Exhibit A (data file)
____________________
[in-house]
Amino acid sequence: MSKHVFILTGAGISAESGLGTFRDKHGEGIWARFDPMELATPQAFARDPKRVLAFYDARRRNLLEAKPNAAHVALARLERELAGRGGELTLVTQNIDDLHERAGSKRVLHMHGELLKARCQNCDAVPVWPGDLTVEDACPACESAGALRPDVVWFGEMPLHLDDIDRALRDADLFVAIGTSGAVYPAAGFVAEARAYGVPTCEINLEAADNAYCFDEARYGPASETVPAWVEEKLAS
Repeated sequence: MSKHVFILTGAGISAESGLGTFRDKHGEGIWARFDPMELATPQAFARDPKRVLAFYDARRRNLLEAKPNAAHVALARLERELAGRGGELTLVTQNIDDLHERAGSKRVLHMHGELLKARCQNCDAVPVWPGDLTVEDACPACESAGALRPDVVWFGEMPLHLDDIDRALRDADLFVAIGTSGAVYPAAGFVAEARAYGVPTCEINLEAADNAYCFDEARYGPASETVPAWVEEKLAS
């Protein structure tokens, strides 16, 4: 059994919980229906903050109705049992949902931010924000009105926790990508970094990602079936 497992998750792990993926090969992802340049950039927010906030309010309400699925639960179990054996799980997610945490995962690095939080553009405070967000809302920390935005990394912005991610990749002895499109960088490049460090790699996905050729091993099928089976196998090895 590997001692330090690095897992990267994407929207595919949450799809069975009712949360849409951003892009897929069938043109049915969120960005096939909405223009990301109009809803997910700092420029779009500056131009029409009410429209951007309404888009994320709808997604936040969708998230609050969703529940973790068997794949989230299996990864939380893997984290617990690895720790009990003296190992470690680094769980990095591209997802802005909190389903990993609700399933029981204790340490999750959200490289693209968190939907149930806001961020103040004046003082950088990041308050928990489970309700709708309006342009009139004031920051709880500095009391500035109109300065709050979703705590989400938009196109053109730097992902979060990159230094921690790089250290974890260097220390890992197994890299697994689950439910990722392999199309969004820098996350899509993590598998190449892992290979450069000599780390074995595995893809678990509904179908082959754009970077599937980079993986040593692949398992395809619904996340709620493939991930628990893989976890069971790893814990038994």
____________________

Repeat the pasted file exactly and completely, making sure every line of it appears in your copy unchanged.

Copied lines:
[in-house]
Amino acid sequence: MSKHVFILTGAGISAESGLGTFRDKHGEGIWARFDPMELATPQAFARDPKRVLAFYDARRRNLLEAKPNAAHVALARLERELAGRGGELTLVTQNIDDLHERAGSKRVLHMHGELLKARCQNCDAVPVWPGDLTVEDACPACESAGALRPDVVWFGEMPLHLDDIDRALRDADLFVAIGTSGAVYPAAGFVAEARAYGVPTCEINLEAADNAYCFDEARYGPASETVPAWVEEKLAS
Repeated sequence: MSKHVFILTGAGISAESGLGTFRDKHGEGIWARFDPMELATPQAFARDPKRVLAFYDARRRNLLEAKPNAAHVALARLERELAGRGGELTLVTQNIDDLHERAGSKRVLHMHGELLKARCQNCDAVPVWPGDLTVEDACPACESAGALRPDVVWFGEMPLHLDDIDRALRDADLFVAIGTSGAVYPAAGFVAEARAYGVPTCEINLEAADNAYCFDEARYGPASETVPAWVEEKLAS
């Protein structure tokens, strides 16, 4: 059994919980229906903050109705049992949902931010924000009105926790990508970094990602079936 497992998750792990993926090969992802340049950039927010906030309010309400699925639960179990054996799980997610945490995962690095939080553009405070967000809302920390935005990394912005991610990749002895499109960088490049460090790699996905050729091993099928089976196998090895 590997001692330090690095897992990267994407929207595919949450799809069975009712949360849409951003892009897929069938043109049915969120960005096939909405223009990301109009809803997910700092420029779009500056131009029409009410429209951007309404888009994320709808997604936040969708998230609050969703529940973790068997794949989230299996990864939380893997984290617990690895720790009990003296190992470690680094769980990095591209997802802005909190389903990993609700399933029981204790340490999750959200490289693209968190939907149930806001961020103040004046003082950088990041308050928990489970309700709708309006342009009139004031920051709880500095009391500035109109300065709050979703705590989400938009196109053109730097992902979060990159230094921690790089250290974890260097220390890992197994890299697994689950439910990722392999199309969004820098996350899509993590598998190449892992290979450069000599780390074995595995893809678990509904179908082959754009970077599937980079993986040593692949398992395809619904996340709620493939991930628990893989976890069971790893814990038994």